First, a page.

And when he praises Sarkozy, Boubakeur smartly manages to point an accusatory finger at the French Islamist minority : "this well balanced position, exposing a great secular conscience from the President of the Republic, can only fortify the recommandations issued by the Great Mosque of Paris and encourage French citizen of Muslim faith to integrate harmoniously republican values". In other words : if the vast majority of French Muslims applauds, a minority of fundamentalists does refuse the Republic - those are the enemies of both Islam and France.
Boubakeur also issued a clear warning to the President after his speech : "but you have to hope, Insha'Allah, that there won't be any ill-feeling, controversies, nor incidents".
The third key point I raised (the logical counterpoint of the second), was more direct : I really don't trust Nicolas Sarkozy on that one. He is the kind of man to fuel tensions instead of removing them, particularily when he has an opportunity to help fundamentalists and undermine the French secular system. The 2004 ban on religious signs for civil servants or in public schools passed well and calmed things down as expected because it was implemented under Jacques Chirac's watch, a man who, as Bush well knows, makes no compromise with fundamentalist imposteurs.
In France, everybody is fully aware of Sarkozy's reputation as a troublemaker, and his more or less direct promotion of fundamentalism is becoming a less and less hidden agenda.
He was the one who created the Council, thus offering an official tribune to Islamists... and putting outspoken moderates like Boubakeur under constraints. He was the one who, as tensions around the 2004 ban on religious signs were receding, and right before US Elections, dared publish "La Republique, les religions, l'esperance", a provocative essay recommanding the revision of the 1905 law, cornerstone of secularism in France. He was the one who pleased Benedict XVI and other Christian fundamentalists with his "laicite positive" concept (see "N'ayez pas peur"). He was the one who almost condemned French secularism in highly controversial speeches delivered in Latran or Riyadh. He was the one who seeked favors from then Fundamentalist in Chief George W. Bush, palled around with Tom Cruise and tried to remove Scientology from the lists of cults under watch in France...
Yet, if Nicolas Sarkozy obviously pledged allegiance to US theocons a few years ago and has ever since repeatedly attempted to undermine secularism, I don't think he is himself a theocon. More prosaically : hardcore fundamentalists aside, there's a lot of money to make for megachurches willing to open franchises in France... Besides, Sarko's ego is more complex than it seems : this man really loves to please powerful or famous people, wants to be recognized as an equal. He is surrounded by theocons, but also by celebs acting as entry points for theocons.
Now let's put aside this big question mark, and consider French secularism as it is or rather, as it was before Sarkozy. That would be the fourth point missing in my blogule, which was written in French and for a mostly French audience, very much aware of this oddity.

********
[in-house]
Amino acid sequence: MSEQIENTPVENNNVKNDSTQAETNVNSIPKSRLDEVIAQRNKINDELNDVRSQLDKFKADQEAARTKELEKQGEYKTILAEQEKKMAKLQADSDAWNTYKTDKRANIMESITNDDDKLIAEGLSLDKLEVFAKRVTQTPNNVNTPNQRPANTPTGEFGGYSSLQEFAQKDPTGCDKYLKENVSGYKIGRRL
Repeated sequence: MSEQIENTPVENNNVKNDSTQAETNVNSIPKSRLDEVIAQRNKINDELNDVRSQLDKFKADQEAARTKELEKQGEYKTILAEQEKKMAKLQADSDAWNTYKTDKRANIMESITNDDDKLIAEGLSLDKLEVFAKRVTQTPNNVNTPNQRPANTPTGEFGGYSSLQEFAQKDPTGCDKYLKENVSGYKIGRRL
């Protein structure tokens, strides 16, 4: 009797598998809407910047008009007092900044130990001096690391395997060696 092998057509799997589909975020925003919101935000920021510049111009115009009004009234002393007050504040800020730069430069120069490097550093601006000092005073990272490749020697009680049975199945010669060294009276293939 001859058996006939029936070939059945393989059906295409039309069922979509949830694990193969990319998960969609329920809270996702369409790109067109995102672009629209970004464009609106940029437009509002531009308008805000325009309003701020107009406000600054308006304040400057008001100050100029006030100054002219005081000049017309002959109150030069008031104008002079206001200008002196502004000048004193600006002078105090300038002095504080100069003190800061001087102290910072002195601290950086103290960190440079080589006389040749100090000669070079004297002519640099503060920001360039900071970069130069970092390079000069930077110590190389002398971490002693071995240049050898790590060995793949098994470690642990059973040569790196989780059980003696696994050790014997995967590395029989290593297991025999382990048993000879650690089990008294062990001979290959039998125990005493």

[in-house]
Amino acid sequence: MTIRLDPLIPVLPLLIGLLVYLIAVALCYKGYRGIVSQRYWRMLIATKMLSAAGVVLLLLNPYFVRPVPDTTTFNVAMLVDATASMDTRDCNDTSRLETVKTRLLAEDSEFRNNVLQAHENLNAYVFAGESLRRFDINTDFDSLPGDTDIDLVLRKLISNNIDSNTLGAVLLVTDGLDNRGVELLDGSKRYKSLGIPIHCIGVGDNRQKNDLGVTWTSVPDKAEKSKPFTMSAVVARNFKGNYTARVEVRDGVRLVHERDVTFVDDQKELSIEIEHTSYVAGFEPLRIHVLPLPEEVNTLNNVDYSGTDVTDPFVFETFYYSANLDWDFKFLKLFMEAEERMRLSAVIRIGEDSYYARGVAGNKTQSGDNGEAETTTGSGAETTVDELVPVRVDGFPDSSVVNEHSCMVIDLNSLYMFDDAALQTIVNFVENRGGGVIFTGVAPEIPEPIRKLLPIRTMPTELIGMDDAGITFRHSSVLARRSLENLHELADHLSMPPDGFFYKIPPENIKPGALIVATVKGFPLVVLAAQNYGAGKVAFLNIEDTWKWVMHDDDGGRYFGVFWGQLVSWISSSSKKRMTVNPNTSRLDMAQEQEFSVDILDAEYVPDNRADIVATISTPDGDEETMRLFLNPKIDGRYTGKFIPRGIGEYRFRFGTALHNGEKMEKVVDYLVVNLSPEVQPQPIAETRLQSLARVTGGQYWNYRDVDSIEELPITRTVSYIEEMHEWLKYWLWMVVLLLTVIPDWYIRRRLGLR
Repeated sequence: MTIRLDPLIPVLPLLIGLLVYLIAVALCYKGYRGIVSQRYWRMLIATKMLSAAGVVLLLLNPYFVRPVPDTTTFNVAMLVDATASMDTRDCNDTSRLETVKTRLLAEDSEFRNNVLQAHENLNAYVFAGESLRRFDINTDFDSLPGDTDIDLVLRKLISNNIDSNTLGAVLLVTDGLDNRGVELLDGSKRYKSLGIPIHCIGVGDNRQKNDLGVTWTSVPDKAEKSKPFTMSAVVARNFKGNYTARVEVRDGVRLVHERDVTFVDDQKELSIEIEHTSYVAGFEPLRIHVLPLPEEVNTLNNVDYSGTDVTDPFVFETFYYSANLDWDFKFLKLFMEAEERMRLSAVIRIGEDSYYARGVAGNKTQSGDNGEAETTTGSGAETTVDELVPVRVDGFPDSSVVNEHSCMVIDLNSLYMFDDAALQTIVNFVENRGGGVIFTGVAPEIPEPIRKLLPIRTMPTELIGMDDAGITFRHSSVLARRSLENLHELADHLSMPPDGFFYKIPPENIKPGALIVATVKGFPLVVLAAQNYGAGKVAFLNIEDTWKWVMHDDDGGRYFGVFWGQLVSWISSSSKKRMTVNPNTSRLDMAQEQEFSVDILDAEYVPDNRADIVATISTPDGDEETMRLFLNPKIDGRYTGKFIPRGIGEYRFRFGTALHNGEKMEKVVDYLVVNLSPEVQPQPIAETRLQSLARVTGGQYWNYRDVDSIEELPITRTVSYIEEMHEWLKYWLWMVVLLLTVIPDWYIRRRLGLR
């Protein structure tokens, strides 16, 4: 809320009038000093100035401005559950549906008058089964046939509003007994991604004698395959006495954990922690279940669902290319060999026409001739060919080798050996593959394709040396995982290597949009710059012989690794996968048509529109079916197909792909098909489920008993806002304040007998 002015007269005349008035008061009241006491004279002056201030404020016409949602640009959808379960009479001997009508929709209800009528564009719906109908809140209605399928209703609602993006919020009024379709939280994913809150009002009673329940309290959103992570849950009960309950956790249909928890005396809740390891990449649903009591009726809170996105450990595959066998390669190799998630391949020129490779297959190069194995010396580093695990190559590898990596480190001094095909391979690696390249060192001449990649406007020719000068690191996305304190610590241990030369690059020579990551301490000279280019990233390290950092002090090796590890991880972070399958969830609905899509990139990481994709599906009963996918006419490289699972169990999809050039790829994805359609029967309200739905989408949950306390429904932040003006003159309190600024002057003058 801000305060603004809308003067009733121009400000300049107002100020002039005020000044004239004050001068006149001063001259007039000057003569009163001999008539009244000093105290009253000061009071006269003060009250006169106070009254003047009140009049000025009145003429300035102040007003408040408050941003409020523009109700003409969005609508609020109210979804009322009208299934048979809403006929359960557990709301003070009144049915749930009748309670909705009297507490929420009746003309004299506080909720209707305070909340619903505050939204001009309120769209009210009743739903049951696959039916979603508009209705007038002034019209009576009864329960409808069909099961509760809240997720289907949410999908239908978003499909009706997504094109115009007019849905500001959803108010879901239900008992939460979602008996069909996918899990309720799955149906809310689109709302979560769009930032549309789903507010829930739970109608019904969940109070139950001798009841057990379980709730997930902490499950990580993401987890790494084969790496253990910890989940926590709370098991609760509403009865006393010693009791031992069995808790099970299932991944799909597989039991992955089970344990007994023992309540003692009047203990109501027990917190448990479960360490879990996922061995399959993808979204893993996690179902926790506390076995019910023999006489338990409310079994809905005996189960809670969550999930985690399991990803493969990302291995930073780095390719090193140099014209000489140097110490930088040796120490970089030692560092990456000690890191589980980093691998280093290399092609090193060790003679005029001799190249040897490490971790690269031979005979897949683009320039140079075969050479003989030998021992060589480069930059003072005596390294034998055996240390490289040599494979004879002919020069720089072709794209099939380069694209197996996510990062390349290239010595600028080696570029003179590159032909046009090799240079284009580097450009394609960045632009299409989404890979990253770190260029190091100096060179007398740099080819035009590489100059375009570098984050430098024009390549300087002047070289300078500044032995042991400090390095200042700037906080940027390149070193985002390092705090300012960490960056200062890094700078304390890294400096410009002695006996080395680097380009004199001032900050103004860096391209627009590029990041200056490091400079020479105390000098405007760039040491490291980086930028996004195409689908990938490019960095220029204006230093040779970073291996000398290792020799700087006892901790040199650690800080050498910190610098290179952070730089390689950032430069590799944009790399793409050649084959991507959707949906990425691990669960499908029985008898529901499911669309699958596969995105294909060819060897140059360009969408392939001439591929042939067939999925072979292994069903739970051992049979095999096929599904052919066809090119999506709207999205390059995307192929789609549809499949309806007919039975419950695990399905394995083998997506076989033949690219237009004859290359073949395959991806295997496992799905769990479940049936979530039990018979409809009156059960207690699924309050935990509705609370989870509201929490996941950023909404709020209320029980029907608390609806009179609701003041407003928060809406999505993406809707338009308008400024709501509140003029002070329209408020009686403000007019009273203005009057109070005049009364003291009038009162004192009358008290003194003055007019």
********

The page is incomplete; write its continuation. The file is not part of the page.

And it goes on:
As others may not know, French secularism has proven an efficient yet fragile shield for both democracy and religions against fundamentalism.
People ask "What's wrong with France ?"
Is France intolerant ?
I'd rather say "intolerant to intolerance".
Is France extremist ?
I'd rather say "extremely moderate".
Is France persecuting Muslims ?
I'd rather say "preventing persecution of Muslims, victims of a few fundamentalists who want to cut them from their own country and from their own sound religion".
Regarding religion, the cultural gap couldn't be wider between France and the US : there's a religious persecution syndrom in the US and a religious neutrality syndrom in France, and that explains the way each democracy chooses to defend freedom of religion. Both systems have their pros and cons.
Freedom of belief and religion does mean something in the US. Many founders escaped religious persecutions. On the other hand, fundamentalism is very popular, creationism commonly accepted, and extremist cults are highly visible... In fact, many among the worst enemies of US democracy are US citizens who are tolerated in their own country but would be considered as dangerous extremists anywhere else, and not only in France.
In France, many US preachers would be charged for incitation to hatred, many US cults seriously restricted if not forbidden... and the Creation Museum closed for bold revisionism. Of course, people proudly parading in Nazi uniforms would go straigth to jail. And such ayatollahs as Pat Robertson or Rush Limbaugh would have to tone down a few notches or face the consequences.
Both the US and France have cornerstones for religious neutrality and for separation of church and state, with a common ground dating from the late XVIIIth century, thanks to people like the very francophile Thomas Jefferson :
- the 1789 US Bill of Rights. In particular Establishment Clause in the First Amendment to the U.S. Constitution ("Congress shall make no law respecting an establishment of religion, or prohibiting the free exercise thereof")